DCOA President Nigel Lawrence: Financial institutions abuse the elderly
Dominica's elderly population is crying foul on financial institutions for carrying out financial abuse against them.
As many have realised, elder abuse does not usually receive the level of attention of other social issues, such as domestic violence against women and girls, rape of minors, and incestuous activities.
The spotlight was placed on the ill-treatment of Dominica's ageing population when the country joined the international community in observing World Elder Abuse Awareness Day (WEAAD) this month.
Abuse of the elderly is one of the least investigated types of exploitation. It needs to be addressed in national action plans or policies. However, Dominica has slowly but surely been taking steps in this direction, firstly with the recent establishment of the National Advisory Board to take on matters concerning the well-being of the elderly. And secondly, with the passing into law of several family bills in April this year, some of which focus on senior citizens and efforts towards reducing abuse against them.
The theme for WEAAD 2023 is: 'Closing the Circle: Addressing Gender-Based Violence (GBV) in Older Age Policy, Law and Evidence-based Responses'.
"In tandem with this year's theme, we are saying we want to close the cycle. And we also talk about reformation and reforming policies, laws and all those other things," said Nigel Lawrence, President of the Dominica Council on Ageing, DCOA.
WEAAD aims to sensitise the public and raise awareness among different groups in society on the frequency and commonplace nature of elder abuse. This, in turn, would spur organisations into action and ignite discussions on how to eliminate this malaise against the people described as Dominica's gems.
Lawrence says it is time for financial institutions to step up and assist, not abuse the country's senior citizen population.
"That is why we want to use this platform to tell the financial institutions they have to think about the elderly more," he stated.
The DCOA President expressly referred to using debit cards to withdraw from and deposit into one's account. But he expounded that this may not be a good idea for Dominica's elderly population.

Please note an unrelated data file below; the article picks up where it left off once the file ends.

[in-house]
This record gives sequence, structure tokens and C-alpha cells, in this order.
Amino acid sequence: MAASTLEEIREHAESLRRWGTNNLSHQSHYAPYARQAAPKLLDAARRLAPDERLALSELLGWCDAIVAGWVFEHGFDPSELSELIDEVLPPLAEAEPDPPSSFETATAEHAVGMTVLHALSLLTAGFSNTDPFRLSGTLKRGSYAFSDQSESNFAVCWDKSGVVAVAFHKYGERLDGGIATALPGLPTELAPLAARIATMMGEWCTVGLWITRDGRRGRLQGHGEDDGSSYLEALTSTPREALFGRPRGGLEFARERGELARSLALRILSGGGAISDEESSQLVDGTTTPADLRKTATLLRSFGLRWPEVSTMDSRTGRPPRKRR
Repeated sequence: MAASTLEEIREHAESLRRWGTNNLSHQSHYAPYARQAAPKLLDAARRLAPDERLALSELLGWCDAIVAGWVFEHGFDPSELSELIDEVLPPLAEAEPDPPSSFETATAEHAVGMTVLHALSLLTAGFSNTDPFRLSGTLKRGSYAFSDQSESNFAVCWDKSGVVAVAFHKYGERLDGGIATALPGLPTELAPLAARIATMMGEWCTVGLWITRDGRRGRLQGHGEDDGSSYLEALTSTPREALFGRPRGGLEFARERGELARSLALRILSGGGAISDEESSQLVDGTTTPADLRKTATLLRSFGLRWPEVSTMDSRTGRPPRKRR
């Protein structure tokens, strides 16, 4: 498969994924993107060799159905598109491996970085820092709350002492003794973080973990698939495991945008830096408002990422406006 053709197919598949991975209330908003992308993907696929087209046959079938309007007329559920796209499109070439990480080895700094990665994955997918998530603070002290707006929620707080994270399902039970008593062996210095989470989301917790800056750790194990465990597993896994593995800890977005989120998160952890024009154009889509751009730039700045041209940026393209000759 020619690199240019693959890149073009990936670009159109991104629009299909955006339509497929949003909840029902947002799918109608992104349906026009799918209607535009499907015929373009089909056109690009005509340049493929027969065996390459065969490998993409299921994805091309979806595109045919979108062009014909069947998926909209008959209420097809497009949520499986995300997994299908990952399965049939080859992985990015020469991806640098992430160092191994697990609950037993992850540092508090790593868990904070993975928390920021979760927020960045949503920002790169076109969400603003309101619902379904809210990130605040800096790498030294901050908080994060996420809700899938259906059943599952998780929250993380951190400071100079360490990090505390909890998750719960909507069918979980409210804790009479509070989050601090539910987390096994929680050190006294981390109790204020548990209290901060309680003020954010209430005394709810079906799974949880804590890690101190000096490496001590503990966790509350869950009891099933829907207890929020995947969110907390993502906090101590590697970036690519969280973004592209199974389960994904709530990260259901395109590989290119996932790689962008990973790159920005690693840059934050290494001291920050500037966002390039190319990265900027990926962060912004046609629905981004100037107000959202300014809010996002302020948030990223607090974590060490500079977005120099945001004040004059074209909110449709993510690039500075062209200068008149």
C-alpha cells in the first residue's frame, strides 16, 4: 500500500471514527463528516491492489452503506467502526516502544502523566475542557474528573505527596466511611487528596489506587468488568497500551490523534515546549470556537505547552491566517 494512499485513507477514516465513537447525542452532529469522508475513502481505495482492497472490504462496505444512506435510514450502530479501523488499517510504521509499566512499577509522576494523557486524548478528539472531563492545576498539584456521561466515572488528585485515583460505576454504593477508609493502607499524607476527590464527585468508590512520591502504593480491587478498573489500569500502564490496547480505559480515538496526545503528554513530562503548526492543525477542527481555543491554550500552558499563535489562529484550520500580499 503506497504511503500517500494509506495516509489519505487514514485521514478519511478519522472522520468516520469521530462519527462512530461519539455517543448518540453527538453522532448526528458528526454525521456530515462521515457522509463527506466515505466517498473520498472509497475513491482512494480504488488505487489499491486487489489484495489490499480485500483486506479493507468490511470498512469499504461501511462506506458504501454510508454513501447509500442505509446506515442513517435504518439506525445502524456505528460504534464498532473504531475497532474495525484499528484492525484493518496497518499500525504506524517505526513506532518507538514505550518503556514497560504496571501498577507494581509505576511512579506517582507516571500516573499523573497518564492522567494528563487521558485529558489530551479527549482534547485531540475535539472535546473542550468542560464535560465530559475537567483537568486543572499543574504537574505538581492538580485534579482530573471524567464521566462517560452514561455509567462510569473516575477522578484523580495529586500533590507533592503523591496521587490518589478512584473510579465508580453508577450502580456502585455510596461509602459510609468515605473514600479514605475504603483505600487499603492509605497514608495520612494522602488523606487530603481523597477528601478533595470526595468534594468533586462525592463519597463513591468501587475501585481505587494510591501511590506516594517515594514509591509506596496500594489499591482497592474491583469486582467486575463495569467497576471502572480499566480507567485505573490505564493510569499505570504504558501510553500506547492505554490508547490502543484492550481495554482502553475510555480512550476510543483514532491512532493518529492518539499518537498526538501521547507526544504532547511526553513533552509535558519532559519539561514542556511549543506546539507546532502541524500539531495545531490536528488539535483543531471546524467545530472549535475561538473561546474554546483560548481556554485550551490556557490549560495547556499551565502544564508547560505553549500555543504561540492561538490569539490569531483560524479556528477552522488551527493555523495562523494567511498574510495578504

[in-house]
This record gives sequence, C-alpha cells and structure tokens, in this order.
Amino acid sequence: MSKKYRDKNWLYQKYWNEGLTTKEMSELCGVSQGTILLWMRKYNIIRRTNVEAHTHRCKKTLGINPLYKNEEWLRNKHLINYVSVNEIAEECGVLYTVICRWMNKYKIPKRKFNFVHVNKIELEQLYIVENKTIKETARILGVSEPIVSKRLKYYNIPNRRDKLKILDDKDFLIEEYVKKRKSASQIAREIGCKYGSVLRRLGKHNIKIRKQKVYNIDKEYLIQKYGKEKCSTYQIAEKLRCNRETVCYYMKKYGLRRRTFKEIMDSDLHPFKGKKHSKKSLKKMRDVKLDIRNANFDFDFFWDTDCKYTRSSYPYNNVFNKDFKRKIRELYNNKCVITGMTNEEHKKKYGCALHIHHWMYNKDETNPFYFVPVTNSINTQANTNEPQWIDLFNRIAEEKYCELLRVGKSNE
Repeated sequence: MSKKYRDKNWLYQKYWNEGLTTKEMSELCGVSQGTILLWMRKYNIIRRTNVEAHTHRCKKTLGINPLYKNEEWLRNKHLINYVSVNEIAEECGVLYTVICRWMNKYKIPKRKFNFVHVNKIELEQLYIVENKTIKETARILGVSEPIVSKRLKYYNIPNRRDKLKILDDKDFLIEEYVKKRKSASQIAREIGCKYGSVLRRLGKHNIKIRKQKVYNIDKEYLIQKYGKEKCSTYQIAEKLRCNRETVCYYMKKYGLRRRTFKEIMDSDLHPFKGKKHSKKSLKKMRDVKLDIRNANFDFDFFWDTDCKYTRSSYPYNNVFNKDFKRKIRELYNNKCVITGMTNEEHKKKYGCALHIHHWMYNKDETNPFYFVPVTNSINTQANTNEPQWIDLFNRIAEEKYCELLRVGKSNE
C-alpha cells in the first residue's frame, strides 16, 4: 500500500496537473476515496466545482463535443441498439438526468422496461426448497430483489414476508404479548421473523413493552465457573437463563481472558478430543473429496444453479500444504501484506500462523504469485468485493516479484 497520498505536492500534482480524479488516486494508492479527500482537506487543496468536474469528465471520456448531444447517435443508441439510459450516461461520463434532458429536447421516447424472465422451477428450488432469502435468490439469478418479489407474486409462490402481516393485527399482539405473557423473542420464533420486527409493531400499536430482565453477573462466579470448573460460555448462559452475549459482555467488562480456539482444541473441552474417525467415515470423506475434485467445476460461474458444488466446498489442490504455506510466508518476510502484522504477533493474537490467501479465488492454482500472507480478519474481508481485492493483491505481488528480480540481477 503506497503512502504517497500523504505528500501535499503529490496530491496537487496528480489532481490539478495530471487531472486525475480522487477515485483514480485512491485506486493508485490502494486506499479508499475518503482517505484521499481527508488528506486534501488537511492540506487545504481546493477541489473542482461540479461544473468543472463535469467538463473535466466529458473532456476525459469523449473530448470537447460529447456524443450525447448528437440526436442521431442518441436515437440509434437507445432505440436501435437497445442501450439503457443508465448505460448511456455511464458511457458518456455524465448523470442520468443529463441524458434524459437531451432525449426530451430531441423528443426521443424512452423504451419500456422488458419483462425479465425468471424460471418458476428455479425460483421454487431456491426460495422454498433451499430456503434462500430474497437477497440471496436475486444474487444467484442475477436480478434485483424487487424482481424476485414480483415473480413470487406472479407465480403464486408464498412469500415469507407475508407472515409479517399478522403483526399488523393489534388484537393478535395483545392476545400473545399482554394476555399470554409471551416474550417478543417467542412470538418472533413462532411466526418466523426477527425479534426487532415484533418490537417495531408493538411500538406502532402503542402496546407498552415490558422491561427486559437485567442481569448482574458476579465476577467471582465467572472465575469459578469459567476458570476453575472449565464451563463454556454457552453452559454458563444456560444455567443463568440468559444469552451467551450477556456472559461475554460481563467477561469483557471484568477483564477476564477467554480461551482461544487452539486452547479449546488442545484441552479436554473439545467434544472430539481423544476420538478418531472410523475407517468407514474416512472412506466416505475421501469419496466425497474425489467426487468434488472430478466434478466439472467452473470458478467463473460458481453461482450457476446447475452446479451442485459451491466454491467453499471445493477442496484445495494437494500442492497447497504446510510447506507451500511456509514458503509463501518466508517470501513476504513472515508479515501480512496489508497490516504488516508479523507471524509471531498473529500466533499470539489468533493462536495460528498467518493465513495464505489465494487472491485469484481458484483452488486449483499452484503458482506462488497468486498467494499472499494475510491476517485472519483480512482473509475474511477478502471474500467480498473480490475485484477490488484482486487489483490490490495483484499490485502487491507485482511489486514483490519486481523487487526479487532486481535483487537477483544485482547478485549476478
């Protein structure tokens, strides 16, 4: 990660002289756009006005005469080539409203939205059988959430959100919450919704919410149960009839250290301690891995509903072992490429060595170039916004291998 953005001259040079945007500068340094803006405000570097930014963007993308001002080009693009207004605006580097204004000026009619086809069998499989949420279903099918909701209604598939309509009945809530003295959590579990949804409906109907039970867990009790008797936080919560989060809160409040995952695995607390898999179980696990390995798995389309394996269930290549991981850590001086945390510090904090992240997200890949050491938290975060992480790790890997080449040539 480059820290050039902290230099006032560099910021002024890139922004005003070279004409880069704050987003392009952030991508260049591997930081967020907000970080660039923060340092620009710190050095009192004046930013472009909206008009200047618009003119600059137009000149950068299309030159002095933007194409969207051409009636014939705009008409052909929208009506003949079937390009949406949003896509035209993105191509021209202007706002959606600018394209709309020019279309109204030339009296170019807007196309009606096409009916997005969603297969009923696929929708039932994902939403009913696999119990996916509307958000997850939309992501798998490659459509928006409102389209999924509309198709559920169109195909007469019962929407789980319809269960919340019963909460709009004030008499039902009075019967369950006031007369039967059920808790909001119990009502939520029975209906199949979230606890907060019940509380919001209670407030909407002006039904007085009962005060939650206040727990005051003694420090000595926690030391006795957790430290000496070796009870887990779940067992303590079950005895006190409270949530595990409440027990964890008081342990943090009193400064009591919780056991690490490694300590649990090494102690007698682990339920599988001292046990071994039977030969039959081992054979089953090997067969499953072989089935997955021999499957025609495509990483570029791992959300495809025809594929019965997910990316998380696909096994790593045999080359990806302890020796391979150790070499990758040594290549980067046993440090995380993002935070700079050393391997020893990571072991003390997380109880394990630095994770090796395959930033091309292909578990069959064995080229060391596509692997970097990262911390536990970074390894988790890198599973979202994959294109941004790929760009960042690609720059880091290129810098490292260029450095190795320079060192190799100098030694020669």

"As far as older persons are concerned, the issue arises with the mere fact that you need to have a personal identification number (PIN), and at my age, we forget our PINs," Lawrence said.
The option of writing one's PIN on the debit card has been deemed an absolute 'no' by these financial institutions.
The Dominica Council on Ageing is the umbrella body which oversees and ensures the best interest of the country's mature population.
"As someone who speaks for older persons, the best PIN is your thumb. It is only there for that person. Your fingerprint is identifiable only for you," he said.
The DCOA President used the opportunity to appeal to the financial institutions to explore biometric verification at the various automatic teller machines (ATMs) to guarantee secure access to funds by elderly individuals.
"So why don't they modernise the system?" Lawrence challenged, "Knowing that older persons would have difficulty going there or giving someone their PIN to withdraw or deposit money for them. Why don't they put a mechanism whereby I put my finger on a scanner, and my money comes out?"
According to the United Nations, elder abuse is a single or repeated act, or lack of appropriate action, occurring within any relationship where there is an expectation of trust which causes harm or distress to an older person.'
To this end, Lawrence is adamant that "these are some of the measures they can take. So if the financial institutions do not see that they must do these things as safeguards, then we, as older persons, are doomed. We will forever be abused."